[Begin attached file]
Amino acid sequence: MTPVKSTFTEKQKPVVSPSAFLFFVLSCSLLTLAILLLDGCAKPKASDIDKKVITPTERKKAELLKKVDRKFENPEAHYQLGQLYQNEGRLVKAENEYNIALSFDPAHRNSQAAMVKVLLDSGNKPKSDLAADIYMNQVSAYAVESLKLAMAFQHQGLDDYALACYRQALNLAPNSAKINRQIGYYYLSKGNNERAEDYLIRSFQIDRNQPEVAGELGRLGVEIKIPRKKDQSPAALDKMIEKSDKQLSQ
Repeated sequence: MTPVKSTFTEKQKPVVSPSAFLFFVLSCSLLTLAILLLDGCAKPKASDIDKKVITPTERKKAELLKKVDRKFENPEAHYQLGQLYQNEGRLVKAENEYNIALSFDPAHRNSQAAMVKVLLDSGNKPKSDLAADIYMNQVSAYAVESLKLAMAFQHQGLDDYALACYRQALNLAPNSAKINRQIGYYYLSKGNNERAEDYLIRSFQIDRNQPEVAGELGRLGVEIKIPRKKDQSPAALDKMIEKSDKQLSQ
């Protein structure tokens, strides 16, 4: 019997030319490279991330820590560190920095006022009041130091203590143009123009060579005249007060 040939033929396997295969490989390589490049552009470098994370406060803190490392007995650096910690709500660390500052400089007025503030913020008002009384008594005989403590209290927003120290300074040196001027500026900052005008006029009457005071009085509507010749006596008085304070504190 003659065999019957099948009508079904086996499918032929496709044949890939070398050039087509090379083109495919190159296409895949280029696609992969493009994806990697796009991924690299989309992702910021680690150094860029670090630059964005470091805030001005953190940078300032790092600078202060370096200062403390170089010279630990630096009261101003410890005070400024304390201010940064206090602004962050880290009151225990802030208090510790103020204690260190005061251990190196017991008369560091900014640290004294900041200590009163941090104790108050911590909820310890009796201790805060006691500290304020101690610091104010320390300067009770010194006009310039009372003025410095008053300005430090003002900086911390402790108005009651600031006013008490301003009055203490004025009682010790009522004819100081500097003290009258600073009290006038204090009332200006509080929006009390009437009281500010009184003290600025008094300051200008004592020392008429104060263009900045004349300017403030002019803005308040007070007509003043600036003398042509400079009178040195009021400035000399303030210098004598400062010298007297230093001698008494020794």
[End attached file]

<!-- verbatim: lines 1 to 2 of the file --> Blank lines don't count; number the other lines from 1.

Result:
Amino acid sequence: MTPVKSTFTEKQKPVVSPSAFLFFVLSCSLLTLAILLLDGCAKPKASDIDKKVITPTERKKAELLKKVDRKFENPEAHYQLGQLYQNEGRLVKAENEYNIALSFDPAHRNSQAAMVKVLLDSGNKPKSDLAADIYMNQVSAYAVESLKLAMAFQHQGLDDYALACYRQALNLAPNSAKINRQIGYYYLSKGNNERAEDYLIRSFQIDRNQPEVAGELGRLGVEIKIPRKKDQSPAALDKMIEKSDKQLSQ
Repeated sequence: MTPVKSTFTEKQKPVVSPSAFLFFVLSCSLLTLAILLLDGCAKPKASDIDKKVITPTERKKAELLKKVDRKFENPEAHYQLGQLYQNEGRLVKAENEYNIALSFDPAHRNSQAAMVKVLLDSGNKPKSDLAADIYMNQVSAYAVESLKLAMAFQHQGLDDYALACYRQALNLAPNSAKINRQIGYYYLSKGNNERAEDYLIRSFQIDRNQPEVAGELGRLGVEIKIPRKKDQSPAALDKMIEKSDKQLSQ